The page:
As the technology improves, biometric voting systems will become more efficient — and increasingly standard around the world.
(TNS) Fingerprints can now be used to unlock smartphones, car engines, even guns. Why not ballots, too?
A New Mexico legislator has just proposed that his state’s election officials study the feasibility of a biometric voter identification system. The idea is simple enough: Rather than require voters to show a particular type of document that not everyone possesses, the law could require election officials to collect a piece of information — a finger image or an eye scan — from all voters, which would confirm their identity at the polls.
The political appeal of the idea is clear: Republicans would have the ID laws they claim are needed to protect against voter fraud. And Democrats would have a system that doesn’t disproportionately hurt minorities and the poor. Both parties could declare victory in the war over voter ID and move on.
To be sure, it would be an expensive way to prevent a crime that is all but nonexistent: voter impersonation. If that were the only rationale, it would be hard to justify the cost.
But in addition to freeing voters from photo ID requirements, it would bring other benefits. In states where felons are not allowed to vote, for example, biometric images could be cross-checked with prison records to identify anyone who is illegally registered. A biometric ID would also allow election officials to make their notoriously unreliable voter rolls more accurate.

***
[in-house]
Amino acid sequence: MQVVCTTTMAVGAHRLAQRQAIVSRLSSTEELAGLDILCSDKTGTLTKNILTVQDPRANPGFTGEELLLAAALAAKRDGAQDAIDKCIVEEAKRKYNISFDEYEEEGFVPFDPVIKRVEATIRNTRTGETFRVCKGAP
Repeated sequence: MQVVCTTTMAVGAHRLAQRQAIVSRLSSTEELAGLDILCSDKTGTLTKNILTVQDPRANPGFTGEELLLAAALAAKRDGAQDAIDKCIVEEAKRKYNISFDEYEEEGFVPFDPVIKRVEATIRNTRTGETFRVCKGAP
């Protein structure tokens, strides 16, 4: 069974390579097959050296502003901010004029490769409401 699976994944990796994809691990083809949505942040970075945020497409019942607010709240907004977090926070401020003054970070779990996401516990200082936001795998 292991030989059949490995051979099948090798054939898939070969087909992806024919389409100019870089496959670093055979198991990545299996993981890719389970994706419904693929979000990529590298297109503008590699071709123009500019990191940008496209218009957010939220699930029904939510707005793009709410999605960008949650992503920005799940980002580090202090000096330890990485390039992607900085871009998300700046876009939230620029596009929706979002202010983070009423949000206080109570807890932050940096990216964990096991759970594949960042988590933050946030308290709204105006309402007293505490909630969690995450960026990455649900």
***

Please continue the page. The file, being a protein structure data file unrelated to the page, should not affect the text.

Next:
Training poll workers to use the technology would be a challenge. But it would not be insurmountable, as other countries are showing. From Brazil to Yemen to the Philippines, biometric voting is spreading. Africa, where voter integrity has long been a problem, has been an early adopter.
Elections that use biometrics haven’t always gone smoothly. When voters have trouble using the finger scanners, as happened in Brazil’s recent presidential election, long lines of frustrated voters can result. As the technology improves, however, biometric voting systems will become more efficient — and increasingly standard around the world.
In the U.S., new voters could submit their fingerprints as part of the registration process, and all other voters could do so at the polls. This would allow a state to gradually phase out its ID requirements. Privacy protections would of course be needed to prevent biometrics from being encrypted with other personal data. And safeguards would be necessary to ensure that any technological problems do not disenfranchise voters.
Voting is a fundamental right, and it would be nice if government were as interested in registering eligible Americans to vote as it is in stopping the rare impersonator. But a functioning democracy rests not only on access to the ballot box but also on public confidence in the integrity of elections. And there is overwhelming public support in the U.S. for voter ID laws. Those who wish to avoid them need to start offering a better alternative. A legislator in New Mexico may have just put his finger on it.
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